Around 190 hours of TV shows and 310 hours of radio programmes are to be made available for legal downloading to selected individuals across the UK.
Doctor Who became a target for illegal downloads in March
It marks the second stage in the development of the BBC's interactive Media Player (iMP).
The iMP will allow viewers to catch up with programmes up to seven days after they are broadcast, using the internet to download shows to home computers.
Five thousand people will take part in the three-month trial from September.
"iMP could just be the iTunes for the broadcast industry, enabling our audience to access our TV and radio programmes on their terms - anytime, any place, any how," said Ashley Highfield, BBC director of new media and technology.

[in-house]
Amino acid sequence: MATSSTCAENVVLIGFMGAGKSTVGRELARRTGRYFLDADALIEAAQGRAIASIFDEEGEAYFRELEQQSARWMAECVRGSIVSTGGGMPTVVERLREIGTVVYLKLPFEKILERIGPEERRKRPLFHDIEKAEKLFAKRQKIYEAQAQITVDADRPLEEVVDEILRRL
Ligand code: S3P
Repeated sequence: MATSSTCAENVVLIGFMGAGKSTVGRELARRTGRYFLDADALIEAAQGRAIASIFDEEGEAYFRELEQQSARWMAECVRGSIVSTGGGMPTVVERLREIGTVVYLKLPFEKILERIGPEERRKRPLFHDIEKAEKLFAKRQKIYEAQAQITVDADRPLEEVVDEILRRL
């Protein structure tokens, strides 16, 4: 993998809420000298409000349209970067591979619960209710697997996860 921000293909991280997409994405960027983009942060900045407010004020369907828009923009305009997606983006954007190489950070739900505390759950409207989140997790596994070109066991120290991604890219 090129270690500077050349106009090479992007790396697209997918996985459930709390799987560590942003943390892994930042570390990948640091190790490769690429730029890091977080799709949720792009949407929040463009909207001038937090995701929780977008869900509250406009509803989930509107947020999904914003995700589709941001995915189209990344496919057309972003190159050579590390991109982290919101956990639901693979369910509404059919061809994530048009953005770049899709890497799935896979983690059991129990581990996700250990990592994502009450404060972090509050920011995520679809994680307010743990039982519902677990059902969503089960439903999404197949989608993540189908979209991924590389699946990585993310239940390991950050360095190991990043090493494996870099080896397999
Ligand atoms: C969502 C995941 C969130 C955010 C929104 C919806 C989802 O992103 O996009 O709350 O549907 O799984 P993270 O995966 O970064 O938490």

"We'll see what programmes appeal in this new world and how people search, sort, snack and savour our content in the broadband world."
Rights-cleared feature films and local programming will also be available as part of the trial, which sees the BBC collaborating with Siemens Business Services, BBC Broadcast and Kontiki Inc.
Increasing numbers of people are using the internet to access audio visual material, but Mr Highfield has warned that take-up may stall without the necessary content to attract audiences.